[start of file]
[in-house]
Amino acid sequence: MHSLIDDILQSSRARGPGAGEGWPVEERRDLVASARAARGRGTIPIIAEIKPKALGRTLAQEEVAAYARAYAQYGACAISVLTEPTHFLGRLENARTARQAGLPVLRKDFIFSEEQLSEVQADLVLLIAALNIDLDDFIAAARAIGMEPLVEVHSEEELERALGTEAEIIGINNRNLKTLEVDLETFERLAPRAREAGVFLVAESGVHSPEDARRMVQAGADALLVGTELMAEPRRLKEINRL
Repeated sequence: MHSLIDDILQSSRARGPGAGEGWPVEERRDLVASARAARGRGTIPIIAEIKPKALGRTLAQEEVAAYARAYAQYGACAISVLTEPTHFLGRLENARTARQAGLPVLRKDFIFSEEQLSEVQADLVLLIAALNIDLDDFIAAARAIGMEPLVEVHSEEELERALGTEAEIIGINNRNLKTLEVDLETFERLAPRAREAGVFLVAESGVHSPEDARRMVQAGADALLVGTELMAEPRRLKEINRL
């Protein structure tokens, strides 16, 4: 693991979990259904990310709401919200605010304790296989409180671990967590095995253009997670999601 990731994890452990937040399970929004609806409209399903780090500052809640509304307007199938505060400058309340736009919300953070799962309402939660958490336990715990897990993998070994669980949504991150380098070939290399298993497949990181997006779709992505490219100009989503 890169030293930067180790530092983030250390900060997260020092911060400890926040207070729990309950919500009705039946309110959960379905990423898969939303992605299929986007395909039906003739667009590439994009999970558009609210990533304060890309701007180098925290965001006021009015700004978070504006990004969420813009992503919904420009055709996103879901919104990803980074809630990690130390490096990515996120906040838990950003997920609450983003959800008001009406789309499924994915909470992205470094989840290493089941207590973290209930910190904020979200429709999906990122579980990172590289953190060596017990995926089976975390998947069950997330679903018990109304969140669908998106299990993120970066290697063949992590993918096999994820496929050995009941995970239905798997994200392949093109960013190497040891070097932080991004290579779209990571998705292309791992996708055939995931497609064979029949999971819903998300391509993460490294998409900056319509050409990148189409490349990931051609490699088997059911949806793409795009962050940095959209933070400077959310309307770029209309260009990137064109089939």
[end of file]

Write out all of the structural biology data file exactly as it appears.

[in-house]
Amino acid sequence: MHSLIDDILQSSRARGPGAGEGWPVEERRDLVASARAARGRGTIPIIAEIKPKALGRTLAQEEVAAYARAYAQYGACAISVLTEPTHFLGRLENARTARQAGLPVLRKDFIFSEEQLSEVQADLVLLIAALNIDLDDFIAAARAIGMEPLVEVHSEEELERALGTEAEIIGINNRNLKTLEVDLETFERLAPRAREAGVFLVAESGVHSPEDARRMVQAGADALLVGTELMAEPRRLKEINRL
Repeated sequence: MHSLIDDILQSSRARGPGAGEGWPVEERRDLVASARAARGRGTIPIIAEIKPKALGRTLAQEEVAAYARAYAQYGACAISVLTEPTHFLGRLENARTARQAGLPVLRKDFIFSEEQLSEVQADLVLLIAALNIDLDDFIAAARAIGMEPLVEVHSEEELERALGTEAEIIGINNRNLKTLEVDLETFERLAPRAREAGVFLVAESGVHSPEDARRMVQAGADALLVGTELMAEPRRLKEINRL
């Protein structure tokens, strides 16, 4: 693991979990259904990310709401919200605010304790296989409180671990967590095995253009997670999601 990731994890452990937040399970929004609806409209399903780090500052809640509304307007199938505060400058309340736009919300953070799962309402939660958490336990715990897990993998070994669980949504991150380098070939290399298993497949990181997006779709992505490219100009989503 890169030293930067180790530092983030250390900060997260020092911060400890926040207070729990309950919500009705039946309110959960379905990423898969939303992605299929986007395909039906003739667009590439994009999970558009609210990533304060890309701007180098925290965001006021009015700004978070504006990004969420813009992503919904420009055709996103879901919104990803980074809630990690130390490096990515996120906040838990950003997920609450983003959800008001009406789309499924994915909470992205470094989840290493089941207590973290209930910190904020979200429709999906990122579980990172590289953190060596017990995926089976975390998947069950997330679903018990109304969140669908998106299990993120970066290697063949992590993918096999994820496929050995009941995970239905798997994200392949093109960013190497040891070097932080991004290579779209990571998705292309791992996708055939995931497609064979029949999971819903998300391509993460490294998409900056319509050409990148189409490349990931051609490699088997059911949806793409795009962050940095959209933070400077959310309307770029209309260009990137064109089939």